By Helen Green
The university open day season has arrived, and students are welcomed back to campus. As a career practitioner and parent, I understand the importance of open days for prospective students and their parents.
In this article, I will provide practical tips and advice to help you and your teenager make the most of open days in 2023. Whether attending in person or virtually, these tips will help you navigate the open day experience, compare courses and gather important information to make informed decisions.
1. Be informed: Research and prepare
Before attending open days, it's helpful to research prospective study courses and be prepared. With the availability of multiple formats, accessibility has improved, making the experience less overwhelming. Consider:
- the breadth of courses offered
- your child's preferences
- proximity to transport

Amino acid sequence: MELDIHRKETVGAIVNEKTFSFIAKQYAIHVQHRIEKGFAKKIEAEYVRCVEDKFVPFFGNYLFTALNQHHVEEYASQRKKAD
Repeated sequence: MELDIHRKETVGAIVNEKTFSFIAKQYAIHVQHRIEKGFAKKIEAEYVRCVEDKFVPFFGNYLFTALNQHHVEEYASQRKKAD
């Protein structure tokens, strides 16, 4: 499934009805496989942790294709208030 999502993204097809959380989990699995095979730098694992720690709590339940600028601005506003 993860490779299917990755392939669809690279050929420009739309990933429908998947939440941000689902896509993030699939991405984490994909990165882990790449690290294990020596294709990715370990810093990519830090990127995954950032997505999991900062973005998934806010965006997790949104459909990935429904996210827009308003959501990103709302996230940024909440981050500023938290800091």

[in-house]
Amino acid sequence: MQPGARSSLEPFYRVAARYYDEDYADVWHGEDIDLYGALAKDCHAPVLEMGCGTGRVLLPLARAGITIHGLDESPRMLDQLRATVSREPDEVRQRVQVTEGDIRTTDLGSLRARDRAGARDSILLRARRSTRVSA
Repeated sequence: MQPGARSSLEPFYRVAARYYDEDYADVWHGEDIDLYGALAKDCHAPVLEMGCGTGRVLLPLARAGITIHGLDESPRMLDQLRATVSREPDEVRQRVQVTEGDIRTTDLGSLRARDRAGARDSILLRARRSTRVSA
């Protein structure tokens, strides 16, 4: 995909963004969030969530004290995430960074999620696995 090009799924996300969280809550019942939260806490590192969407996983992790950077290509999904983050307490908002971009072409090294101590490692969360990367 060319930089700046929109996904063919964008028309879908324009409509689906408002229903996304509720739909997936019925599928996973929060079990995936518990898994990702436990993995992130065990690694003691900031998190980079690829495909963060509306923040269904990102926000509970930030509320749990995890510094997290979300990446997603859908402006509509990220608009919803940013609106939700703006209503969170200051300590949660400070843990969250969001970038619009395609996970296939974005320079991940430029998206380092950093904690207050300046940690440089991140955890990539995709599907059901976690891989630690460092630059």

- other relevant factors, such as student support and format of teaching.
Find out if the courses your child is considering are taught in person on campus or primarily online. Make a list of the faculties/schools you want to visit and prepare questions you'd like answered.
2. Utilise online open day schedules and apps
Online university open day schedules and apps are invaluable resources.
- Take note of the dates, and check if you need to register for specific sessions, including interactive Q&A panels, webinars and sample lectures.
- Pay attention to campus tours and presentations from faculty leaders, current students, alumni and career staff.
These resources will help you and your teenager plan your open day experience effectively.
3. Involve your teenager: Encourage ownership
Whether attending in person or virtually, encourage your teenager to participate in what is their future. It's essential that they have the opportunity to directly engage with staff and current students.
Online chats may suit some students, while others might prefer face-to-face interactions.
Additionally, universities often offer specific information sessions for parents, so you can get involved and ask questions.
Remember, you can always follow up with the university after open days if you have additional inquiries.